There are excellent public transport connections within the county with all major attractions being served by bus or train.

Castles in West Yorkshire

West Yorkshire is well known for its industrial heritage and became a famous and wealthy region during the Industrial Revolution. However, this area of Yorkshire has a rich history and had thriving medieval towns long before the textile mills of Leeds and Bradford were in operation.

Pontefract Castle, West Yorkshire


There has been a castle in Pontefract for almost one thousand years. The town of Pontefract is often viewed as an industrial community, best known for mining and the production of liquorice sweets. However, in medieval times, the town was an important centre of power.

Pontefract was on the Great North Road, a route from London to the North of England and as such, received many important visitors. King Richard II died as a prisoner at the castle and it is reputed that Catherine Howard was first unfaithful to King Henry VIII here.

The current castle was constructed in the fourteenth century and was a favourite home of John of Gaunt, one of the sons of Edward III. It is a motte and bailey castle, with two wards and extensive underground buildings.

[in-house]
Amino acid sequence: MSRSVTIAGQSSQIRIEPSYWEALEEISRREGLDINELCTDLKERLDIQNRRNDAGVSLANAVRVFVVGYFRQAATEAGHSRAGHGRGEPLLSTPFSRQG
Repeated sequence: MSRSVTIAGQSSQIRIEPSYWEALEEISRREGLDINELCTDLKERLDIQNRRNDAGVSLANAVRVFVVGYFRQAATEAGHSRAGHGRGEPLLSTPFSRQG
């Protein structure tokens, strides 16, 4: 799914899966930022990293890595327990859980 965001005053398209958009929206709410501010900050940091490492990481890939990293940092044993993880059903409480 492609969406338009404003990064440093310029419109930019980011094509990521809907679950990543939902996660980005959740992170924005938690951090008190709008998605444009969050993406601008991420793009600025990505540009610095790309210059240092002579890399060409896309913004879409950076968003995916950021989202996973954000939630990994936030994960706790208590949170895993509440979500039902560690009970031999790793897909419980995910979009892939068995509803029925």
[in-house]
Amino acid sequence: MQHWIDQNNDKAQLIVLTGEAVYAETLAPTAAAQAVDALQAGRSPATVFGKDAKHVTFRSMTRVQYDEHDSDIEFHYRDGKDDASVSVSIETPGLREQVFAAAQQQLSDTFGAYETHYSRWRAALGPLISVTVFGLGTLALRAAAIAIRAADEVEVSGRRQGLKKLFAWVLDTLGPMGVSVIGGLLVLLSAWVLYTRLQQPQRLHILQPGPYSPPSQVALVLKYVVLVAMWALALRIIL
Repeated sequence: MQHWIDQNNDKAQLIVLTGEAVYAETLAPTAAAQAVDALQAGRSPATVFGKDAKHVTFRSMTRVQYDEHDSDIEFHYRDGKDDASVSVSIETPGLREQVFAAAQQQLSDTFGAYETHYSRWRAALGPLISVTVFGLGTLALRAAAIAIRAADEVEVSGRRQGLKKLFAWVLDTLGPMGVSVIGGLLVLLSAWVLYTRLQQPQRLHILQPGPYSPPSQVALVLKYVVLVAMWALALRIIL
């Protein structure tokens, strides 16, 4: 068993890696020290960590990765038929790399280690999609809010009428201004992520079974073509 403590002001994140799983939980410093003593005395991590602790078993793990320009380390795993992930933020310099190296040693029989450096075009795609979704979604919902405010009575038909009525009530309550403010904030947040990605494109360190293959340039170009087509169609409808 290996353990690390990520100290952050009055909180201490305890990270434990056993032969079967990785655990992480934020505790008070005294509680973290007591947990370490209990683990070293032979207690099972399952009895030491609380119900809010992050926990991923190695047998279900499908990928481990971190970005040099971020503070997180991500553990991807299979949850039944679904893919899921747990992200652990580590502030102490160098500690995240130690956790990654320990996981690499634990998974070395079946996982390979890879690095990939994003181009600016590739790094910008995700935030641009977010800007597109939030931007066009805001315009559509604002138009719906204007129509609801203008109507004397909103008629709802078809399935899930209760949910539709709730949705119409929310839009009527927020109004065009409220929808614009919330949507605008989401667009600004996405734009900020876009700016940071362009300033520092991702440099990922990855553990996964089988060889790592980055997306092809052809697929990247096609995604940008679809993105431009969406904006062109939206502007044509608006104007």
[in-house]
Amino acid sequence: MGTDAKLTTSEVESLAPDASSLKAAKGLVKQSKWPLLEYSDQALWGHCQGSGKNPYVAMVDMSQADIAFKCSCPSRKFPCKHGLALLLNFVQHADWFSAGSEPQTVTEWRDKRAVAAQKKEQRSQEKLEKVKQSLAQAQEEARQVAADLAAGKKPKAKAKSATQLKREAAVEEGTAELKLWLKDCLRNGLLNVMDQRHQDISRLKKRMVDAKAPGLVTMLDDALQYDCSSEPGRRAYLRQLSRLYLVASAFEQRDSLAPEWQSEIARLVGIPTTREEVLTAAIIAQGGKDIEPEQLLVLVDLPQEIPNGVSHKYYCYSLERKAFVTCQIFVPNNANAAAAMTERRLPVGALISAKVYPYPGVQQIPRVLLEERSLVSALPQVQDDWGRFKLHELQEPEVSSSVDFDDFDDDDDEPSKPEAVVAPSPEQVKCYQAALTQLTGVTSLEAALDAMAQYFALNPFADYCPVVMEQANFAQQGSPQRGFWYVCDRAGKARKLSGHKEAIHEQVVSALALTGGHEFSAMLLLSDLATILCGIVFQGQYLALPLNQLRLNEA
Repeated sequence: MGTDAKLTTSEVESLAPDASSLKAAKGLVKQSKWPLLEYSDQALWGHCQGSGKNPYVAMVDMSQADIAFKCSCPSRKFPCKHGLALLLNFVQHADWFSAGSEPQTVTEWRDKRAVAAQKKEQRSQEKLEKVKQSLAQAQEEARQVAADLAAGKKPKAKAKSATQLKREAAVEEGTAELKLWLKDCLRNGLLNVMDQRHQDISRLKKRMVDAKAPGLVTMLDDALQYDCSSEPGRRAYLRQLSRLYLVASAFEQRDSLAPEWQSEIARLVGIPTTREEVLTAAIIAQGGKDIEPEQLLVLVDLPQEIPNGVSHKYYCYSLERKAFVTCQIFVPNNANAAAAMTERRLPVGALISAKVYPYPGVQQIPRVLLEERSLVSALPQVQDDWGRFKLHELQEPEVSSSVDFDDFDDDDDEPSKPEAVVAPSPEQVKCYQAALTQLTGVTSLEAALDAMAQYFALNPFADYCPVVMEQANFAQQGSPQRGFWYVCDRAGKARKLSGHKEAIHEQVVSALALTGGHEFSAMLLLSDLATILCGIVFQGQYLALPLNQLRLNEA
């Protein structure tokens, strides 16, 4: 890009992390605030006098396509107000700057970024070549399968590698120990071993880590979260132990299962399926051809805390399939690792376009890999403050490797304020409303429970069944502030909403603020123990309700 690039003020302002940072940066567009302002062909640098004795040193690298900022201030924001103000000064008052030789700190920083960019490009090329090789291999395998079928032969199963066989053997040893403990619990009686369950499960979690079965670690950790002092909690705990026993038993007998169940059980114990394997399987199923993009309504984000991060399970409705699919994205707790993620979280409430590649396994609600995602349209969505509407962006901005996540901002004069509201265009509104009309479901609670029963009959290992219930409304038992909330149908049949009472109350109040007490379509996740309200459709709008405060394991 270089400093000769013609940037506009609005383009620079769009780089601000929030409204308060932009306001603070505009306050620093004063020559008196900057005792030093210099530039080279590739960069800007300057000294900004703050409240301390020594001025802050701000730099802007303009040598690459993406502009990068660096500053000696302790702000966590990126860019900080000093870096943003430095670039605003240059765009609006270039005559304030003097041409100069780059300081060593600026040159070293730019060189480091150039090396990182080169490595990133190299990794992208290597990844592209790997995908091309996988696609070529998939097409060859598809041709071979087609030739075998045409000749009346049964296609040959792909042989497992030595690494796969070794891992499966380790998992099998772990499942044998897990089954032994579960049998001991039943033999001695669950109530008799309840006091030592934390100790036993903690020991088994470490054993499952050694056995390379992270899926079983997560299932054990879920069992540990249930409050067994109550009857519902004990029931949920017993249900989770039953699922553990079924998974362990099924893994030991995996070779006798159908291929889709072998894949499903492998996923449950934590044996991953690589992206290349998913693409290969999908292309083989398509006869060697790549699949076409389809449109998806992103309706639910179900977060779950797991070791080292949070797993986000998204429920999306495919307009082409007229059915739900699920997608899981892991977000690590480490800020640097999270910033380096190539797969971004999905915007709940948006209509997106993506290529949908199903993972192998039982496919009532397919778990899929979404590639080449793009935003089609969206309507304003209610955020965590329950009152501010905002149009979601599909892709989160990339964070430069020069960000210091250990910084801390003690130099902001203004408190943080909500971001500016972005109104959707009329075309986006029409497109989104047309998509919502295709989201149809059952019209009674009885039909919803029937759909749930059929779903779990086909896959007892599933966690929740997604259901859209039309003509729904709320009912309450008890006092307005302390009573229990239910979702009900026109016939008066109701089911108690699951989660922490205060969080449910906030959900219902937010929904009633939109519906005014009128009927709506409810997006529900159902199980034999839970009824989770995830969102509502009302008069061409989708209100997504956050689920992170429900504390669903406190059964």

The townspeople of Pontefract have not always appreciated the castle and after the English Civil War, petitioned to Parliament to have it demolished, as they felt that it attracted trouble. The building was duly destroyed and has remained as a ruin ever since.

Details: Pontefract Castle, Castle Chain, Pontefract, WF8 1QH, tel: 01977 723440

Open: Mon-Fri 8.30am to dusk, Sat & Sun 10.30am to dusk

Sandal Castle, West Yorkshire

Sandal Castle is a motte and bailey fortress founded in 1180. It overlooks the site of the 1460 Battle of Wakefield, one of the battle-grounds of the War of the Roses.

The castle fell into disrepair during the sixteenth century, but was an important fortification during the English Civil War and was besieged twice by Parliamentary forces.

Archaeological finds have been discovered at the castle and some of these are on display at the nearby Wakefield Museum.

Details: Sandal Castle, Manygates Lane, Sandal, Wakefield, WF2 7DG, tel:

Open from dawn to dusk.

Wakefield Castle, West Yorkshire

Wakefield Castle was built in the twelfth century and may never have been completed. It was founded during the uncertainty of the reign of King Stephen, when many titles and landholdings were disputed.

The castle was designed as a motte and bailey fortress but its original design has been altered by later building work.

Details: Wakefield Castle, Thornes Park, Wakefield, WF2 8QE

Open from dawn to dusk.

Yorkshire has some of the UK’s oldest and most unspoilt historic attractions. The castles of Yorkshire give a unique picture of what life was like in earlier centuries.